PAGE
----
The Order of Merit is presented to an individual that has made a significant contribution to the sport of wrestling, but who is not an athlete or a coach.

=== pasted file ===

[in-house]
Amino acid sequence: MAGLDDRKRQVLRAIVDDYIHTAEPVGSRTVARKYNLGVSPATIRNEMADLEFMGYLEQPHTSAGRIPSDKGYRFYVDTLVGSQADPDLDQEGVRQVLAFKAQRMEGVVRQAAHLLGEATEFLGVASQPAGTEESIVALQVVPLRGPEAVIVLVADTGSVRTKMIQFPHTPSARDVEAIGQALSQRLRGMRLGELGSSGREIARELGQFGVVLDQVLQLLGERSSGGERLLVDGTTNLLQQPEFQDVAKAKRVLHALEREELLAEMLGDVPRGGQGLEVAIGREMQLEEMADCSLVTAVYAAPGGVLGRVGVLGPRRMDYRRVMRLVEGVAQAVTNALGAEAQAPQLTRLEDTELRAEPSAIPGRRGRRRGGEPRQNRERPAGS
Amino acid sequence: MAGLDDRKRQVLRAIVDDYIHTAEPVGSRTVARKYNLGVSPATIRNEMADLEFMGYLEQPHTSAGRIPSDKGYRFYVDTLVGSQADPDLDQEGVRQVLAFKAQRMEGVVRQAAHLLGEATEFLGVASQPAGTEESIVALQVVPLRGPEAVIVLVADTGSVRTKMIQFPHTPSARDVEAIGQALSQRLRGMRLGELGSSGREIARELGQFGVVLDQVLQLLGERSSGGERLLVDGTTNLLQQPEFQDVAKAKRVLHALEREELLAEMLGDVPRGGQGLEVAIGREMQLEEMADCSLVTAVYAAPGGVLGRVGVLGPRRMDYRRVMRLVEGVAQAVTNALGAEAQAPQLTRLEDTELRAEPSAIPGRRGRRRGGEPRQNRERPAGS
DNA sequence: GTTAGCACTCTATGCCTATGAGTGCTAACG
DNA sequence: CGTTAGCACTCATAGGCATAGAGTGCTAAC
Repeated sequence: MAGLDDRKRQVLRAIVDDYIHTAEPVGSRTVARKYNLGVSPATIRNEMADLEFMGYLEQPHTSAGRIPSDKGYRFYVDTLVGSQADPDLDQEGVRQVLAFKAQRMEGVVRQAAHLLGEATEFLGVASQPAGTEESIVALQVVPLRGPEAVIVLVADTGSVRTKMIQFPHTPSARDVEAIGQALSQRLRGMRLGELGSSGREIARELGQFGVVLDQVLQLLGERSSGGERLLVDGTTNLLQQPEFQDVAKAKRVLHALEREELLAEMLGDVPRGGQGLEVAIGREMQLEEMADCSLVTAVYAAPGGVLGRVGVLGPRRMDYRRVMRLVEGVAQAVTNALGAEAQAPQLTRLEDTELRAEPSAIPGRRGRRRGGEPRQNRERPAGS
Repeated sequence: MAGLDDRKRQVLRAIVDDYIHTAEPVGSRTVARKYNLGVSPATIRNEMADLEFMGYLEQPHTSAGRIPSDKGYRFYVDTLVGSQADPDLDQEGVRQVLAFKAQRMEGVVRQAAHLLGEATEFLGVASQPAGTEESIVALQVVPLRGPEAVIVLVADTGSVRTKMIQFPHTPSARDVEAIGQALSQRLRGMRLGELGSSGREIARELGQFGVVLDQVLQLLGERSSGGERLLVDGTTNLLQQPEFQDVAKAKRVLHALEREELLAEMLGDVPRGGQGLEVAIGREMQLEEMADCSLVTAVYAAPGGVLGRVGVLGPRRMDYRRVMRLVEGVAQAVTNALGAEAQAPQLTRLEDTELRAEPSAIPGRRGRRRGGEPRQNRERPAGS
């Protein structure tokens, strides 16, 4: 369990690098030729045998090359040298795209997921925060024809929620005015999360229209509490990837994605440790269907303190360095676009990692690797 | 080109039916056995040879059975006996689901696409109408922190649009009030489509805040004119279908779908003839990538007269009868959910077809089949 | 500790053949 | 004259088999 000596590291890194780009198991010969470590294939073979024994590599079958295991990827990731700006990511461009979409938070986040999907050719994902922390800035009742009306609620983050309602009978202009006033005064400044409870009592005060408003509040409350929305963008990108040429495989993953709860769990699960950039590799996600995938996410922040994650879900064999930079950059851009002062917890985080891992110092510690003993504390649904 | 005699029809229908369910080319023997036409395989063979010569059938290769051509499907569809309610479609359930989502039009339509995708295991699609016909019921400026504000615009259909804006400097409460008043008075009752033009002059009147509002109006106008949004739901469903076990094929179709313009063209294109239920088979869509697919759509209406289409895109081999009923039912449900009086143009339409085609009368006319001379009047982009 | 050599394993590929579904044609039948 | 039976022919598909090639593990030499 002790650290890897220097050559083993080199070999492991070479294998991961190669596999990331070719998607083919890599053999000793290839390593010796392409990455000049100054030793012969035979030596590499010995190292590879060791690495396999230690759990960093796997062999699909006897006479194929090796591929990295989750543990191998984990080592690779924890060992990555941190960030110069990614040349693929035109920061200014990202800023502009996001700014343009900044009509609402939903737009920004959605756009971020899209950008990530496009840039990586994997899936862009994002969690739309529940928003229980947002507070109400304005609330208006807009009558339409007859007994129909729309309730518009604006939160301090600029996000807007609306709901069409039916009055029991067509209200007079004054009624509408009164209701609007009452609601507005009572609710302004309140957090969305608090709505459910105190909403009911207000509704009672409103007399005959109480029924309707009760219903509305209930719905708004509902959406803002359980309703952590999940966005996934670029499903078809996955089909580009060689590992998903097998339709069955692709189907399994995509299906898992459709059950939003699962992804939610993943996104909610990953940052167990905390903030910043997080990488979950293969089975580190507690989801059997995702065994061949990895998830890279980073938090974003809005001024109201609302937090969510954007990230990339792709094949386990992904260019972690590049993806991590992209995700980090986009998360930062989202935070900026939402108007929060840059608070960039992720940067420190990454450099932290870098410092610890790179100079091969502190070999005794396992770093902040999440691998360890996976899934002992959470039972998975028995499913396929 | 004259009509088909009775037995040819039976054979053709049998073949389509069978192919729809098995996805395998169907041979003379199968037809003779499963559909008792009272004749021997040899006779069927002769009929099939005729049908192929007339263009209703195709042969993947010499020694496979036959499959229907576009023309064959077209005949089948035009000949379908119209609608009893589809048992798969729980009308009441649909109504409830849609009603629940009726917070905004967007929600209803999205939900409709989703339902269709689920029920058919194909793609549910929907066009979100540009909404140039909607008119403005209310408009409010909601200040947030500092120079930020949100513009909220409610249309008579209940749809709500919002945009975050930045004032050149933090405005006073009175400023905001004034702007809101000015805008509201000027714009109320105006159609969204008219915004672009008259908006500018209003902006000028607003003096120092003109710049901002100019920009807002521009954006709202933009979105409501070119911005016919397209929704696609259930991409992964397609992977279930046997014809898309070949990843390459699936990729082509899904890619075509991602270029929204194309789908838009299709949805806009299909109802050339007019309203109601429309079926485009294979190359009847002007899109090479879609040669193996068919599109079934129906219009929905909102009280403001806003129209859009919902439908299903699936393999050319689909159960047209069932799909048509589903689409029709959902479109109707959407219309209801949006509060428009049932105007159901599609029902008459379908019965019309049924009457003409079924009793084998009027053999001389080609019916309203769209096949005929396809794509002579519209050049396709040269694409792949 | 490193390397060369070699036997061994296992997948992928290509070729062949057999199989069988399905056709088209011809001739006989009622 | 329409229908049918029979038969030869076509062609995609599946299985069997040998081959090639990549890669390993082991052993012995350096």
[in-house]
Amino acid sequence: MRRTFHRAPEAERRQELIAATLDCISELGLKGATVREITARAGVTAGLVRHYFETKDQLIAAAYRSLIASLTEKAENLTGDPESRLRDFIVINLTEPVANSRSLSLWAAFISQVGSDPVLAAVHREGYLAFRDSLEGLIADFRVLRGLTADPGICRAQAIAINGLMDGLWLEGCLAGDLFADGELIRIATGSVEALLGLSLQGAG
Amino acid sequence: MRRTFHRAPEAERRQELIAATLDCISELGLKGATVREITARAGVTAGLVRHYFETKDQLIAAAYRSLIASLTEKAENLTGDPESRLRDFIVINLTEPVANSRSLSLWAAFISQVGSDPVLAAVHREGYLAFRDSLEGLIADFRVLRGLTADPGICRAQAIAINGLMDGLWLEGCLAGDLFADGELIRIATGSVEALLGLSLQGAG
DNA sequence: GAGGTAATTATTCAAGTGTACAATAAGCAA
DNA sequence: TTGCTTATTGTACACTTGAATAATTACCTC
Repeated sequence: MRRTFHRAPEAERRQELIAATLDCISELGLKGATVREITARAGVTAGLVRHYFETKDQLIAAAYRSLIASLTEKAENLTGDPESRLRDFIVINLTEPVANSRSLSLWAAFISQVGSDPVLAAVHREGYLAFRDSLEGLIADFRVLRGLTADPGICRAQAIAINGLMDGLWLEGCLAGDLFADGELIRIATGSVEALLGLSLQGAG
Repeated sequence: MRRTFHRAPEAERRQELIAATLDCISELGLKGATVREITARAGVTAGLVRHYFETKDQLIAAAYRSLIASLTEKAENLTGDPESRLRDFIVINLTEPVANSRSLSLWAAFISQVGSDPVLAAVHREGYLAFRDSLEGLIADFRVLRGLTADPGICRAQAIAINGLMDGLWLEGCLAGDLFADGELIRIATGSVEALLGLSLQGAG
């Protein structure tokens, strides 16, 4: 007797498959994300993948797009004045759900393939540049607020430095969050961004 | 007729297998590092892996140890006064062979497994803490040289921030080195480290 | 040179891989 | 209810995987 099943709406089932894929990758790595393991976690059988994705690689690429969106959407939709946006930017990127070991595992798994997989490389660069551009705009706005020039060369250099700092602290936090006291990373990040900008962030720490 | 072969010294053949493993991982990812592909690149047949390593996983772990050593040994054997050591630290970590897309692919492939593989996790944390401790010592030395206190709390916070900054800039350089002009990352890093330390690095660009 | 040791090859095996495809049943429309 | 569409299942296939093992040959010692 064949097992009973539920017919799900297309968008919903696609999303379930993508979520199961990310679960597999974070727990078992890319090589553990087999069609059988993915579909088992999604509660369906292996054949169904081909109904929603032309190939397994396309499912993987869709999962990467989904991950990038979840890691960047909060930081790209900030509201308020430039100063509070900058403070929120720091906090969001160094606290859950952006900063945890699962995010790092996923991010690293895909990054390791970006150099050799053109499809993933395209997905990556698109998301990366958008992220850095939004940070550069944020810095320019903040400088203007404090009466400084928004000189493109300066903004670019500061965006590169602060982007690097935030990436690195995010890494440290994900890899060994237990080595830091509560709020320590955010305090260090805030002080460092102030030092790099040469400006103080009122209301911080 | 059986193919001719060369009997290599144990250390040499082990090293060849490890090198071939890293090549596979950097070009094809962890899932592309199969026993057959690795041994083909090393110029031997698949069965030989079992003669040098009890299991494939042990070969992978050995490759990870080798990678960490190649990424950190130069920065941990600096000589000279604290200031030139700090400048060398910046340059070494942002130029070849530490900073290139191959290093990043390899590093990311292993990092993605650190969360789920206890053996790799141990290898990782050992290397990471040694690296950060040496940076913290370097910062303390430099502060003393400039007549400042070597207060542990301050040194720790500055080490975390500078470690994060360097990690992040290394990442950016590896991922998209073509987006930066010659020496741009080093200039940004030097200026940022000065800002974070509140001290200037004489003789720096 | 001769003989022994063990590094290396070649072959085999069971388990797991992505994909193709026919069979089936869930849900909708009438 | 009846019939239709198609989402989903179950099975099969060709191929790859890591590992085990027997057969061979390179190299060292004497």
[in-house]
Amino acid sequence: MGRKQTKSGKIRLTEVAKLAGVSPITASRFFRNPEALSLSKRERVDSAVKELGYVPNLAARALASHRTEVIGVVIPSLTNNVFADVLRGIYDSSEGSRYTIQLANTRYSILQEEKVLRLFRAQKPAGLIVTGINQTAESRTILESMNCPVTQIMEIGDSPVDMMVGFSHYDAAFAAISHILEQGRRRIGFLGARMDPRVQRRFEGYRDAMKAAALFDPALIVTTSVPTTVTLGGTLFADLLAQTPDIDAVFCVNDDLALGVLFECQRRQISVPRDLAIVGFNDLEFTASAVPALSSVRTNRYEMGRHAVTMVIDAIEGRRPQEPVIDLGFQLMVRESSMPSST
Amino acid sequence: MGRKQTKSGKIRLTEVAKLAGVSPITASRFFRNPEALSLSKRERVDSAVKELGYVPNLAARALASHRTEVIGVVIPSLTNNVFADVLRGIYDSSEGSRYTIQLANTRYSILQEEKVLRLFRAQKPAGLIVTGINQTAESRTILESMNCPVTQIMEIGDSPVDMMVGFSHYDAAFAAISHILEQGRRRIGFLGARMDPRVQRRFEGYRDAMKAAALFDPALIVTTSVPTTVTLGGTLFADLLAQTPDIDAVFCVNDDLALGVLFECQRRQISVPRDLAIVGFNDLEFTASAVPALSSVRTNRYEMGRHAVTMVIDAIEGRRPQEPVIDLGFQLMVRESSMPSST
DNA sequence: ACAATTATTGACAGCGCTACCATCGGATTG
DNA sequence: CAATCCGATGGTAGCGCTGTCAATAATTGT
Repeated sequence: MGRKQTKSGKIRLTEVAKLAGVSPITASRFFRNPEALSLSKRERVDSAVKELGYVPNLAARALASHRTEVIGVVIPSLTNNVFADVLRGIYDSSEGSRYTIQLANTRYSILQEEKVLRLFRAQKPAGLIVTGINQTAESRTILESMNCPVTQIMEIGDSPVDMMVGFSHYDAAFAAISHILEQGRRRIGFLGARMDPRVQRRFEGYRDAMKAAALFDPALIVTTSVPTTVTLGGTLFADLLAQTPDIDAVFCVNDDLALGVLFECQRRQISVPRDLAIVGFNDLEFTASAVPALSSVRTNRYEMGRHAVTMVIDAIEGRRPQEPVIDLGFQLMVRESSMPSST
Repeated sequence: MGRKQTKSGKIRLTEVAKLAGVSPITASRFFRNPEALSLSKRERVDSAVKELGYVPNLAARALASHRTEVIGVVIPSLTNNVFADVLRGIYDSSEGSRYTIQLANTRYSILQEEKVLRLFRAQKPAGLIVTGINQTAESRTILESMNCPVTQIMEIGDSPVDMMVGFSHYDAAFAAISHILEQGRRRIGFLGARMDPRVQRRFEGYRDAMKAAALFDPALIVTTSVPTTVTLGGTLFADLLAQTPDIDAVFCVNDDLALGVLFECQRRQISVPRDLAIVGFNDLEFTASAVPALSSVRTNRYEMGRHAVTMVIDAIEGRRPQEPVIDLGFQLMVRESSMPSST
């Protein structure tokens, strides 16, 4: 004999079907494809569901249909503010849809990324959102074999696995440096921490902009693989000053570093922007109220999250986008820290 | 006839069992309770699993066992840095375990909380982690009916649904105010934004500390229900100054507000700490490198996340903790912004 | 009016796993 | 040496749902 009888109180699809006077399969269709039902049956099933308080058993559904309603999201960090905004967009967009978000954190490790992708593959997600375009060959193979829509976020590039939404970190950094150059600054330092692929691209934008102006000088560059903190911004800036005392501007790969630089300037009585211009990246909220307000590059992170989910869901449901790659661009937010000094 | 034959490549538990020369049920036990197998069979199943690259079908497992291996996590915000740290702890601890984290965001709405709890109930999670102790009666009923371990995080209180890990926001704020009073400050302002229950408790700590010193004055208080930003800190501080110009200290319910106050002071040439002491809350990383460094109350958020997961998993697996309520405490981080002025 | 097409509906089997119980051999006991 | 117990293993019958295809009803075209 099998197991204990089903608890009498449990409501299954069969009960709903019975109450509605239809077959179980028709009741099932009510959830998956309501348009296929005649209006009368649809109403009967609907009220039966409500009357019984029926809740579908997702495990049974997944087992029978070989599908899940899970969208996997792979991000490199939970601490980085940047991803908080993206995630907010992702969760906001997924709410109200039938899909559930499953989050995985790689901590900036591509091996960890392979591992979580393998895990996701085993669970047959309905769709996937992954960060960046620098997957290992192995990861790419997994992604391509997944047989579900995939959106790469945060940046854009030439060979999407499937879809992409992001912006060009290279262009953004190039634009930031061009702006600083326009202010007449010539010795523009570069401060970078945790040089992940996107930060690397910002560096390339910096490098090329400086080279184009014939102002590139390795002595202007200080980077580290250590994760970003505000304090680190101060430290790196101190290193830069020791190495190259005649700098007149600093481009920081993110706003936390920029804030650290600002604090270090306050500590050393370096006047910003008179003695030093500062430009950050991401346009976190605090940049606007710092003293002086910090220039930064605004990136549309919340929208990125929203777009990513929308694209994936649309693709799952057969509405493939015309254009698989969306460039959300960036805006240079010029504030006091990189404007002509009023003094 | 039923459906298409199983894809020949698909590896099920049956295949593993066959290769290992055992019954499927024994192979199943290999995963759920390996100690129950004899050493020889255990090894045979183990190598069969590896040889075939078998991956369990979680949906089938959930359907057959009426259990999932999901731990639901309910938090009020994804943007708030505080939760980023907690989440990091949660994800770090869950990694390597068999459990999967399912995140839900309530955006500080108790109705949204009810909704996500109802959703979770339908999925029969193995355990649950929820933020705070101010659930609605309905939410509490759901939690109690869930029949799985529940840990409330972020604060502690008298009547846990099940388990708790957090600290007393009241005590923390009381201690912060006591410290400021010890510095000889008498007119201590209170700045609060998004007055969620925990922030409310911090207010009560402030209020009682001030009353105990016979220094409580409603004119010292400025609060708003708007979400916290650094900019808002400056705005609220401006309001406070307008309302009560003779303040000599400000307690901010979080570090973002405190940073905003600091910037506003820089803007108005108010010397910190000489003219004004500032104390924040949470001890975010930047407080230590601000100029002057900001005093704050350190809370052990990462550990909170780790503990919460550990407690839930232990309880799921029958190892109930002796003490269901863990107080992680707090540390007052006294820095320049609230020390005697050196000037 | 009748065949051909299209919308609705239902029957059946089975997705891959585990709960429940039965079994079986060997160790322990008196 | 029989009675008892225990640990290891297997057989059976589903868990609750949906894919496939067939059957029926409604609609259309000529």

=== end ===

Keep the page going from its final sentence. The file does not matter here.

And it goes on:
Frank Popolizio conceived “Journeymen Wrestling” in 1999, after experiencing the experiencing the excitement and atmosphere at Gallagher-Iba Arena while watching his younger brother Pat wrestle in a home dual for Oklahoma State University. He returned home to Schenectady, New York, with the desire to bring that level of college wrestling to upstate New York while also promoting, teaching, advocating and showcasing amateur wrestling to New York’s Capital Region. Popolizio’s first chore was convincing skeptical Division I wrestling coaches to bring their teams to Albany, New York for the Northeast Duals, a Thanksgiving weekend dual meet tournament. Through his passion and hard work the tournament has become a premier early-season event for top DI programs. In 2004, Journeymen Wrestling launched a wrestling club for middle and high school athletes and later added a pee wee program. Popolizio also began hosting clinics and camps featuring wrestling luminaries, including National Wrestling Hall of Fame Distinguished Members Terry Brands, Tom Brands, Dan Gable, J Robinson, John Smith and Cael Sanderson and six-time World Champion and Olympic gold medalist Jordan Burroughs. Popolizio not only focused on the success on the mat, but also on the importance of good moral character and sportsmanship. Journeymen continued to grow, attracting wrestlers from all over New England, New Jersey, Ohio and Pennsylvania to participate in clinics and compete in tournaments. Popolizio has partnered with FloWrestling and Rokfin to further advance the visibility of wrestling through nationally-recognized tournaments, including the Journeymen/RUDIS Fall Classic in Lancaster, Pennsylvania, the Pop & Flo National Duals in Lake Placid, New York, the Collegiate Wrestling Duals in New Orleans, the Journeymen/Defense Soap Collegiate Classic and WrangleMania in the Lehigh Valley of Pennsylvania. In an effort to realize a modified round-robin format, Popolizio invested in and developed a unique software program called “Tournaflex.” Tournaflex allows athletes to view like-level competition throughout an event, while also allowing them to get in and out of an event in a more efficient manner and providing a more fully enriching customer experience for participants and fans. Tournaflex is one of only a few still active in the wrestling arena today. In 2018, Popolizio established the Journeymen/Adidas World Classic, currently the only Cadet/Junior international tournament held in the United States. The event has included many of the world’s wrestling powers, including Kazakhstan, Kyrgyzstan, Mongolia, Russia and Uzbekistan. His experience with the tournament and relationships with foreign leaders has given him the honor to represent Team USA at the Cadet World Championships as team leader and coach for three straight years. He was the architect for Tussle of the Troops, a dual between Oklahoma State and North Carolina State on the United States Naval Support Base in Naples, Italy and the first NCAA Division I wrestling match held outside of North America. While creating and running Journeymen Wrestling, Popolizio has served and continues to work as an assistant coach at Shenendehowa High School. He was named the New York State Assistant Coach of the Year in 2008-09 while the team has captured four state team titles. Popolizio was introduced to wrestling at Niskayuna High School by Hall of Fame coach Joe Bena. After a successful high school career, Popolizio enrolled at Hudson Valley Community College in Troy, New York. During his two years at HVCC, he was instrumental in reinstating the school’s National Junior College Athletic Association wrestling program. After completing studies at Hudson Valley, Popolizio attended and graduated summa cum laude from Springfield College in Springfield, Massachusetts. He subsequently returned to his alma mater and worked alongside his high school coach. One of Popolizio’s prized pupils was his younger brother, Pat, a New York State Public High School Athletic Association champion and three-time NCAA qualifier for Oklahoma State. Pat became a successful college coach, beginning at Binghamton University and currently at North Carolina State, where he has developed the Wolf Pack into one of the nation’s top programs. Notable alumni from Journeymen Wrestling include Senior World bronze medalist and NCAA champion Nick Gwiazdowski, Senior Greco-Roman World Team member Jesse Porter, Junior World medalist Alexis Porter, Cadet World medalist Alexis Bleau, Cadet World Team member Stevo Poulin and WWE Raw Tag Team champion Matt Riddle. Frank received the Lifetime Service to Wrestling award from the Upstate New York Chapter of the National Wrestling Hall of Fame in 2018.